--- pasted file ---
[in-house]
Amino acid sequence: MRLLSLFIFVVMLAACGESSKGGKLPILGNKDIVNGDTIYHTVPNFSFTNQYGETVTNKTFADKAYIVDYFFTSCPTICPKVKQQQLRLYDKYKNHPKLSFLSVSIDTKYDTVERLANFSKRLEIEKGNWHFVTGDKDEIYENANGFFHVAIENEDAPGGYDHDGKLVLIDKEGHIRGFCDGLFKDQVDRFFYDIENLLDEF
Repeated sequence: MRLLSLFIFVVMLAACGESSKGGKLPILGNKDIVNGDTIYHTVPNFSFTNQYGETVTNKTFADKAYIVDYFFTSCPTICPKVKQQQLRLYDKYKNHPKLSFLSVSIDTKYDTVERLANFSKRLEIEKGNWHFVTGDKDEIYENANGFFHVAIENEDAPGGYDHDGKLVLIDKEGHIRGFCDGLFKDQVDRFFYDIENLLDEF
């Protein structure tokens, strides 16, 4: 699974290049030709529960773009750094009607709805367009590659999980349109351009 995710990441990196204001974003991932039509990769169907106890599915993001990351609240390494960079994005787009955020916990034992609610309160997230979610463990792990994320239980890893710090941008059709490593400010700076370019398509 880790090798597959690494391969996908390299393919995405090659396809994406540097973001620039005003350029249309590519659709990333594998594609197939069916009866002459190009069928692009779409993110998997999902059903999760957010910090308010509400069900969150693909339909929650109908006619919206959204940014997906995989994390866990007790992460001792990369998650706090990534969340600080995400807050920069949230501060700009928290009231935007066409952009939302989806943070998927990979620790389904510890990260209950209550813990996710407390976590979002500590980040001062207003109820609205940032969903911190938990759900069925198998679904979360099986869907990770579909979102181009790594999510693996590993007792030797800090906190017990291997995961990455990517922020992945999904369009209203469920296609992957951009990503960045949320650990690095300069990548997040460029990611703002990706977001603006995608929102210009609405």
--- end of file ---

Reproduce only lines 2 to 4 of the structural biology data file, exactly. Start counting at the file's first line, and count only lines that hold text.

Amino acid sequence: MRLLSLFIFVVMLAACGESSKGGKLPILGNKDIVNGDTIYHTVPNFSFTNQYGETVTNKTFADKAYIVDYFFTSCPTICPKVKQQQLRLYDKYKNHPKLSFLSVSIDTKYDTVERLANFSKRLEIEKGNWHFVTGDKDEIYENANGFFHVAIENEDAPGGYDHDGKLVLIDKEGHIRGFCDGLFKDQVDRFFYDIENLLDEF
Repeated sequence: MRLLSLFIFVVMLAACGESSKGGKLPILGNKDIVNGDTIYHTVPNFSFTNQYGETVTNKTFADKAYIVDYFFTSCPTICPKVKQQQLRLYDKYKNHPKLSFLSVSIDTKYDTVERLANFSKRLEIEKGNWHFVTGDKDEIYENANGFFHVAIENEDAPGGYDHDGKLVLIDKEGHIRGFCDGLFKDQVDRFFYDIENLLDEF
């Protein structure tokens, strides 16, 4: 699974290049030709529960773009750094009607709805367009590659999980349109351009 995710990441990196204001974003991932039509990769169907106890599915993001990351609240390494960079994005787009955020916990034992609610309160997230979610463990792990994320239980890893710090941008059709490593400010700076370019398509 880790090798597959690494391969996908390299393919995405090659396809994406540097973001620039005003350029249309590519659709990333594998594609197939069916009866002459190009069928692009779409993110998997999902059903999760957010910090308010509400069900969150693909339909929650109908006619919206959204940014997906995989994390866990007790992460001792990369998650706090990534969340600080995400807050920069949230501060700009928290009231935007066409952009939302989806943070998927990979620790389904510890990260209950209550813990996710407390976590979002500590980040001062207003109820609205940032969903911190938990759900069925198998679904979360099986869907990770579909979102181009790594999510693996590993007792030797800090906190017990291997995961990455990517922020992945999904369009209203469920296609992957951009990503960045949320650990690095300069990548997040460029990611703002990706977001603006995608929102210009609405």